Aortic Aneurysm: A Silent Killer

An aortic aneurysm is a dilatation of the aorta which predisposes itself to rupture, hemorrhage and death in short order. The aorta is the largest vessel in the body carrying blood out to the rest of the other organs. There are three layers in the aorta—intima, media and adventitia. A true aneurysm is a dilatation of all three of these layers. When an aortic aneurysm ruptures, there is only a short time frame to emergency surgery to repair it before death ensues.

Aortic aneurysms are usually silent killers in that most (almost all that involve the abdominal part of the aorta and half that involve the upper or thoracic part) are generally asymptomatic. A physical exam may detect a pulsatile mass in the abdomen that corresponds to an aneurysm that hasn’t yet ruptured, but the majority of aneurysms are discovered on more routine imaging. Chest X-rays or ultrasounds are the most common detection methods. Symptoms of a large aneurysm may include low back or mid-abdominal pain or trouble swallowing when the aneurysm compresses the esophagus. Once the aneurysm ruptures, chest pain is sudden and severe along with a sharp drop in blood pressure and throwing up or coughing up blood. Death is common when there is not proximity to a hospital or operating room, and even surgical morality in an acute situation may be as high as 50 percent.

Risk factors for aortic aneurysms are many. Men over age 65, hypertension, smoking and high cholesterol are a few of the major ones. Others include weight lifting, trauma, a bicuspid aortic valve or any other kind of aortic valve disease. Genetic causes including Marfan’s syndrome (a particular offender), Ehlers-Danlos syndrome and Turner’s syndrome are widely recognized. Inflammatory diseases such as ankylosing spondylitis, giant cell arteritis and Takayasu arteritis cause weakness in the aorta through their underlying inflammatory component and screening for an aneurysm may be part of the disease for these conditions work-up per se.

How to treat an aneurysm when discovered in an asymptomatic person has undergone changes in recent years, but is still designed to get to the aneurysm and surgically repair it before it is too late. That said, not every discovered aneurysm is referred immediately for surgery. Things that go into when to make the repair are time since discovery, size of the aneurysm, underlying conditions (like atherosclerosis, hypertension and smoking) and the rate of growth of the lesion. Clinical problems are rare when the aneurysm is 4 cm in size or less. Between 4 and 5 cm, the mortality rate increases but again surgery is not an immediate consequence. Once the aneurysm measures 5.5 cm (this is an increase from the previously accepted 5.0 cm) or the growth is marked in between radiographic evaluations, surgery to accomplish repair is undertaken. As mentioned, this is not an operation with trivial surgical risk, so repair is accomplished in those with larger lesions. The annual rate of rupture is highest in the larger lesions and a rupture may be fatal in up to 80 percent of these cases.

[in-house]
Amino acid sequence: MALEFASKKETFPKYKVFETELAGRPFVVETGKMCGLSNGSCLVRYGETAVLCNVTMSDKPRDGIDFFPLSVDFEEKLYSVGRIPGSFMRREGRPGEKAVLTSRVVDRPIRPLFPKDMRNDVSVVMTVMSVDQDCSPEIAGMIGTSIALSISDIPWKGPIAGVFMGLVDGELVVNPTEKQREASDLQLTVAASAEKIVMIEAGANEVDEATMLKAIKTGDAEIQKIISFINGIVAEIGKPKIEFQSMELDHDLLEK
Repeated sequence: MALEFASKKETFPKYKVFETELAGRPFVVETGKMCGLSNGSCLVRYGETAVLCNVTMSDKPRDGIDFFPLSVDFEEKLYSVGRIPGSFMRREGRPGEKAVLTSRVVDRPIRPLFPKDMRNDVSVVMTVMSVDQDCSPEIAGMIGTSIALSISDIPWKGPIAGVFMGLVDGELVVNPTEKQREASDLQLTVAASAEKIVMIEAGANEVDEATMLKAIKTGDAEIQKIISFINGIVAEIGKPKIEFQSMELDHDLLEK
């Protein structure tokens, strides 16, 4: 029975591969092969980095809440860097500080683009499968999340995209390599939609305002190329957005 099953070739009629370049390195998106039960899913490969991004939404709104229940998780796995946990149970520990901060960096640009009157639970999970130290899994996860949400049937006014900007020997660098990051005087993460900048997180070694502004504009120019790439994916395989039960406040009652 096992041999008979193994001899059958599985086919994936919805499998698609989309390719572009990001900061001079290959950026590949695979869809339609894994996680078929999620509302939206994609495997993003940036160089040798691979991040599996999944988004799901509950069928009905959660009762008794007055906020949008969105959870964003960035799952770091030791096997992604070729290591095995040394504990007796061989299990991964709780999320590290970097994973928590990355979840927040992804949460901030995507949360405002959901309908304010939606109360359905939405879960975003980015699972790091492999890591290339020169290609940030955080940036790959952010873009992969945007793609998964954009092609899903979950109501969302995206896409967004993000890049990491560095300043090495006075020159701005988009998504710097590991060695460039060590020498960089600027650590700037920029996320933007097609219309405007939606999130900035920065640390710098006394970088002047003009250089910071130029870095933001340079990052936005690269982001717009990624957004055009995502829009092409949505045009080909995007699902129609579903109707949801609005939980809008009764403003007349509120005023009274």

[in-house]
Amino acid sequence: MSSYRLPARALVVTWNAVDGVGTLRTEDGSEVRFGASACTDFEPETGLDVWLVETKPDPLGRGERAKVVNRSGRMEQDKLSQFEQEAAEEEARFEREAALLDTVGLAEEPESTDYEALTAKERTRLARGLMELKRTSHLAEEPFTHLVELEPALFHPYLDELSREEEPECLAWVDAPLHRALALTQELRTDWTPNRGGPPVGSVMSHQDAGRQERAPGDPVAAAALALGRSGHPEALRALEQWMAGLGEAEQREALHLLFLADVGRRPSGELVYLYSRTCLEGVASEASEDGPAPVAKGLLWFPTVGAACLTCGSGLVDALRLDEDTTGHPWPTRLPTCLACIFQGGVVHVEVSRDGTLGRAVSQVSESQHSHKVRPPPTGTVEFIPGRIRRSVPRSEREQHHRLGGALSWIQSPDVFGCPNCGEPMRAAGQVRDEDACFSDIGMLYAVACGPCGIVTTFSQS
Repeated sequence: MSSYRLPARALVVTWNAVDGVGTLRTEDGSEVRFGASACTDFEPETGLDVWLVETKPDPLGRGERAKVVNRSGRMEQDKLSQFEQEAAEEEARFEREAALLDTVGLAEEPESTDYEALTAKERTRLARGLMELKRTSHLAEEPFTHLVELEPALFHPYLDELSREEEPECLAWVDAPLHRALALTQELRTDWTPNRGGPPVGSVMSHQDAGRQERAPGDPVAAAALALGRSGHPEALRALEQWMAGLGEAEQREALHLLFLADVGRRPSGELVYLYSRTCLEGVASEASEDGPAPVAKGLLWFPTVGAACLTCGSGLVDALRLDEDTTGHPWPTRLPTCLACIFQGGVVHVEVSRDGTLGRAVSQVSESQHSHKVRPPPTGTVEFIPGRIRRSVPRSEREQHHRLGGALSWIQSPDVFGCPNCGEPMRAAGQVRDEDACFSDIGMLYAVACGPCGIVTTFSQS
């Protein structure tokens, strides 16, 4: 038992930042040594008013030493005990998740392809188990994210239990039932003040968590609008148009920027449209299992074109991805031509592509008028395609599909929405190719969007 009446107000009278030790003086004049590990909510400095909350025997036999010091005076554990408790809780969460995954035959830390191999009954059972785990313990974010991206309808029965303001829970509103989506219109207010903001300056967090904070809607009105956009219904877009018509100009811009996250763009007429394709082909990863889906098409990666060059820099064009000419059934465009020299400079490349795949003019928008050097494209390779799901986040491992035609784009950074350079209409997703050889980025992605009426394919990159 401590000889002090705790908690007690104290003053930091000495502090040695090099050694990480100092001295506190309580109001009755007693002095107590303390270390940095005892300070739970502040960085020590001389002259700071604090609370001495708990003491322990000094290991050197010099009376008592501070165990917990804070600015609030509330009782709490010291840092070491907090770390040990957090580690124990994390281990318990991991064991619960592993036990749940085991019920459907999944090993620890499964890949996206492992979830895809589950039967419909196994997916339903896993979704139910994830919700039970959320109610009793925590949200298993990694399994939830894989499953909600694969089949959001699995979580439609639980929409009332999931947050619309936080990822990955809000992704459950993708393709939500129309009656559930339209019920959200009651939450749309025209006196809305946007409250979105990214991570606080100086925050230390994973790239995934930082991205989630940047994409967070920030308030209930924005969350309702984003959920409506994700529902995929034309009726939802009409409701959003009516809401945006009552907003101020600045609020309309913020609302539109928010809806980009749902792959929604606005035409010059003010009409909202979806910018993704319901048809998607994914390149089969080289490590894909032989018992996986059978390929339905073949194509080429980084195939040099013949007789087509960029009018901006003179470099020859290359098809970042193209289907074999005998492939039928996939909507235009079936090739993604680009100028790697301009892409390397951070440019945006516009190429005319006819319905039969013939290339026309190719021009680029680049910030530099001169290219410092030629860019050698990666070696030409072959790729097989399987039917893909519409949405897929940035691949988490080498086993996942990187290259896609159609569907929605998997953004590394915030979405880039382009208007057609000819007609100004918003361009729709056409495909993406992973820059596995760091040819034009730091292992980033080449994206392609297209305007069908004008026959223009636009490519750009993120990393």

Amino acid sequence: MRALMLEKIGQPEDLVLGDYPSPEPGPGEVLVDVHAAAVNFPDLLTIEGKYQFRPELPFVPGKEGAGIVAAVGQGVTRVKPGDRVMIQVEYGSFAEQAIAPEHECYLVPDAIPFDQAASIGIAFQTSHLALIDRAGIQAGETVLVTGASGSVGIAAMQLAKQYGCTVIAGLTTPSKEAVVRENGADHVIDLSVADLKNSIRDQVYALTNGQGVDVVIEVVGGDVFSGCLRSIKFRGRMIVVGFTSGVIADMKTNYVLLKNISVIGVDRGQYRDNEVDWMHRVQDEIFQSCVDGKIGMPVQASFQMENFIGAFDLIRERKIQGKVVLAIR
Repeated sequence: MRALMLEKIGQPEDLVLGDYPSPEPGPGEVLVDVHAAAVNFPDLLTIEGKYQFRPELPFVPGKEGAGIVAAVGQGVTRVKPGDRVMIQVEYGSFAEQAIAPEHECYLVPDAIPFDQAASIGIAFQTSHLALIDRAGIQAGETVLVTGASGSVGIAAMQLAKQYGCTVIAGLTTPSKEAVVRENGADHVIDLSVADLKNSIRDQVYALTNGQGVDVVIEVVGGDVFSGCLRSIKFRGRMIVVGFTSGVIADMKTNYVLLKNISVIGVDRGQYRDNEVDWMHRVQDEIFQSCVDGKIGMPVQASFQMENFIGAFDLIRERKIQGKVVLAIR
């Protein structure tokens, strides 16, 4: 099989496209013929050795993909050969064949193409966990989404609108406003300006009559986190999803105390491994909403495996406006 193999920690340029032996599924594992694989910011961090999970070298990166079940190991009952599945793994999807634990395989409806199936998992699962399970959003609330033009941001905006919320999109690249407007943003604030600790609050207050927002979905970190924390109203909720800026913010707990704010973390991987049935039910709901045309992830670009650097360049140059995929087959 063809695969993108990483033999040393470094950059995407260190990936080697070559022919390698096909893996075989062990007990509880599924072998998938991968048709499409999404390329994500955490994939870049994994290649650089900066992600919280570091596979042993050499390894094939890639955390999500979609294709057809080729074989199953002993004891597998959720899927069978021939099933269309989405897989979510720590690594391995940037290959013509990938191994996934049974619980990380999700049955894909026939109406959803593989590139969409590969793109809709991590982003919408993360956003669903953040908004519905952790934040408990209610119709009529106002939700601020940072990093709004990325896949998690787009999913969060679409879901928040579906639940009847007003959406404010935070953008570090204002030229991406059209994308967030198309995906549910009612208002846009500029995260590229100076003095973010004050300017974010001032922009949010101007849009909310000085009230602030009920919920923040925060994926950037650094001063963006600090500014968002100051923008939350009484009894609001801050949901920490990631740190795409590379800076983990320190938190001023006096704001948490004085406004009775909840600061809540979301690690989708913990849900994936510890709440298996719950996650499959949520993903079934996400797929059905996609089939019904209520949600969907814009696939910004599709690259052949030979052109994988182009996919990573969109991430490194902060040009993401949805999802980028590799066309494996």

Surgery is usually accomplished as an open repair of the aorta. It must be done in skilled hands as the aorta then certainly is a weakened vessel subject to further problems if not done effectively. As it is a problem in older individuals, a procedure called EVAR (endovascular aortic aneurysm repair) is done in older individuals who are considered high operative risks due to the presence of other complicating diseases or circumstances. It requires indefinite surveillance to monitor for leaks, closing of the vessel or re-expansion even though it is safer for high risk individuals.

Underwriters who assess aortic aneurysm look for various factors in assessing its future morbidity and mortality. The location of the aneurysm is important, as well as the size, cause, treatment, and rate of growth if unoperated. Monitoring control of other contributing conditions is important as well, both in the operated and unoperated individuals. Follow-up is also key— those who do not have adequate medical follow-up with this condition increase their mortality several fold.

Smaller aneurysms may be taken with a small rating as long as follow-up is good. Larger ones have to be followed with care to assess stability, as their rate of growth may pre-dispose them to acute injury and death if a rupture occurs and an operating room is not immediately in reach. There may be a waiting period of six months to a year before insurance is considered after surgery, and the longer time goes by without a recurrence the better. Those with EVAR as treatment are rated more severely as the procedure for repair is not as complication free and there are generally other health problems that were significant enough to have chosen that approach over the more tested open repair.

MD, FACE, FLMI, board certified internist and endocrinologist, is medical director for SBLI of Massachusetts. He has extensive brokerage and life insurance experience over 30 years with Pacific Life, MetLife Brokerage and Transamerica Occidental Life.

Goldstone is board certified in insurance medicine and the inaugural recipient of the W. John Elder Award for Insurance Medicine Journalism Excellence. He was also honored as a fellow of the prestigious American College of Endocrinology and has written monthly for Broker World since 1991.

Goldstone can be reached by ­telephone at 949-943-2310. Emaill: drbobgoldstone@yahoo.com.